Solving Problems Using the Three Cs: Creativity, Collaboration, and Critical Thinking

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The old saying about “change being the only constant” has never been truer. To function and succeed, organizations need to be responsive, agile, and innovative. For Federal government organizations and contractors, this need is pressing but made more challenging by inherent and necessary constraints. These organizations can create cultures of innovation with broad structural changes, but the people working within these organizations also need to know and competently use techniques for enacting these changes.

In this workshop, attendees will be faced with the challenge of viewing their work and its inherent challenges in a new light: problems are opportunities and problems require ownership. While many may have heard the oft-repeated message to “bring solutions, not problems,” some may not have the skills to develop solutions or the belief that their ideas will be heard. For this reason, a top-down message of support and openness to new ideas is vital and needs to be communicated before the training is presented.

Velocity Knowledge proposes training and strategic messaging to elicit the problem solving that leadership is seeking. We propose a two-part approach: strategic messaging from leadership followed by hands-on training. Strategic messaging would ensure these important concepts are understood:

  • Managers and supervisors can and should be encouraging problem solving.
  • Efforts to solve problems should be welcomed and rewarded.
  • Leaders, managers, and supervisors can create a safety net for staff who may be tentative about embarking on new solutions.
  • Staff should collaborate with colleagues to ensure solutions are well considered and address all stakeholders.

These key messages will be reinforced during two days of training. We will kick off the course by helping attendees reframe the concept of “problems.” During the first day of training, We will introduce a systematic problem-solving approach with specific job aids and tools to help at each step. For example, at “Problem Definition,” We will share a worksheet on how to define the problem with multiple questions and prompts, followed by a second worksheet aimed at clarifying the problem further (why, who, issues, options, benefits, and risks).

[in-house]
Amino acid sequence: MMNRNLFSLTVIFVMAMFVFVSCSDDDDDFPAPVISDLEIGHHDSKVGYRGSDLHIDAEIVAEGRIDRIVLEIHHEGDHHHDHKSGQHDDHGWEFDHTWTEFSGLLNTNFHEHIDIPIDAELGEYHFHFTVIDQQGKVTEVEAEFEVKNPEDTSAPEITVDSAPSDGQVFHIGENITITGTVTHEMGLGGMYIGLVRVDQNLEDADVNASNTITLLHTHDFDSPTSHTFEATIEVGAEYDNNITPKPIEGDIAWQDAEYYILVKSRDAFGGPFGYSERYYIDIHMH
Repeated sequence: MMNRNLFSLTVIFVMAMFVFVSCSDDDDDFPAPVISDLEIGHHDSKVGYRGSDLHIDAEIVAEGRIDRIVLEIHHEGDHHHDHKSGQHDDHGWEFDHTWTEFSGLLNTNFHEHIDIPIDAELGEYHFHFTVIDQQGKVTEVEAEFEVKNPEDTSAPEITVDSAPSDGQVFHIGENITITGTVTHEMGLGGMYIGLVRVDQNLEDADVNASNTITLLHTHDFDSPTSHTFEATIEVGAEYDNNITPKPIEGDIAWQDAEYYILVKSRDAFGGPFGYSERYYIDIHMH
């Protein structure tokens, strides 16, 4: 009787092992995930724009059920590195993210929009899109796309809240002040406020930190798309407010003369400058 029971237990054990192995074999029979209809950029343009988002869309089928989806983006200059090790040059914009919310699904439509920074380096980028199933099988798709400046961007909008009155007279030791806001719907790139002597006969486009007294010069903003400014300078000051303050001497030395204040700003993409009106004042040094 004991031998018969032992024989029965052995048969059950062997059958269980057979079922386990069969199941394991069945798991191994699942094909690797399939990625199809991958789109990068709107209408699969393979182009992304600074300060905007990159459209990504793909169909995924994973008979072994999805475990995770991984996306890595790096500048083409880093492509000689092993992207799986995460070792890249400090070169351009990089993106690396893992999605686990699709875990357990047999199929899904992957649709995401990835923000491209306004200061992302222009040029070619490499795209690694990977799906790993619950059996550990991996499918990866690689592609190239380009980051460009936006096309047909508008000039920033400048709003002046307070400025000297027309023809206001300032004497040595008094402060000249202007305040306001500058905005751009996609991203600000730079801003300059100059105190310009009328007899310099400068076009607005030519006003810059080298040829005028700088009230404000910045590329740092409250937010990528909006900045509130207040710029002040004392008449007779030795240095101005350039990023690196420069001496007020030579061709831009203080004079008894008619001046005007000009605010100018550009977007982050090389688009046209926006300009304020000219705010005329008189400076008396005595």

We will also share tools and strategies for developing creative solutions and working collaboratively. She will seek subject matter expertise from within the organization in developing relevant case studies to use during the training.

Course objectives for the first day of training would include the following:

  • Define, analyze, and solve problems (AKA opportunities).
  • Use various creative problem-solving strategies.
  • Apply decision-making models and critical thinking skills to your problem solutions.
  • Work in teams to strengthen collaborative problem-solving skills.
  • Develop a long-term plan for applying these skills to real-world situations.

We recommend that staff attend a second day of training 2-3 weeks after the first day. At the close of the first day of training, we propose that staff be instructed to select a problem (or opportunity) to pursue independently, in pairs, or in small teams. At the start of the second day of training, each person or small team would then discuss the problem, the steps and critical thinking used to study the problem, methods used for generating ideas, and the decision-making analysis used to select a solution or solutions. The individual or team would discuss challenges or surprises encountered and would address any questions or feedback from the rest of the group. As appropriate, the group could help a person or team advance or expand their ideas or solutions. The goal for the second day of training is to create a hands-on, safe, collaborative learning environment led by a skilled facilitator. As time permits, we will create a large-group challenge or small-team challenges and provide additional problem-solving tools.

Project Expectations:

  1. Leadership will communicate to all staff (staff, supervisors, and managers) that they should be actively solving problems—and actively supporting those who are solving problems without retribution. As such, Leadership should create “safety nets” by asking staff to study problems, generate solutions, and share these solutions to their leadership before acting (as appropriate).
  2. The organization will provide resources and subject matter experts to us to develop appropriate case studies for the training program.
  3. The organization will market the course to ensure participation and will allot time to staff to work on their chosen projects between the two training days.
  4. We will sign and abide by a confidentiality agreement to protect the organization and its staff.

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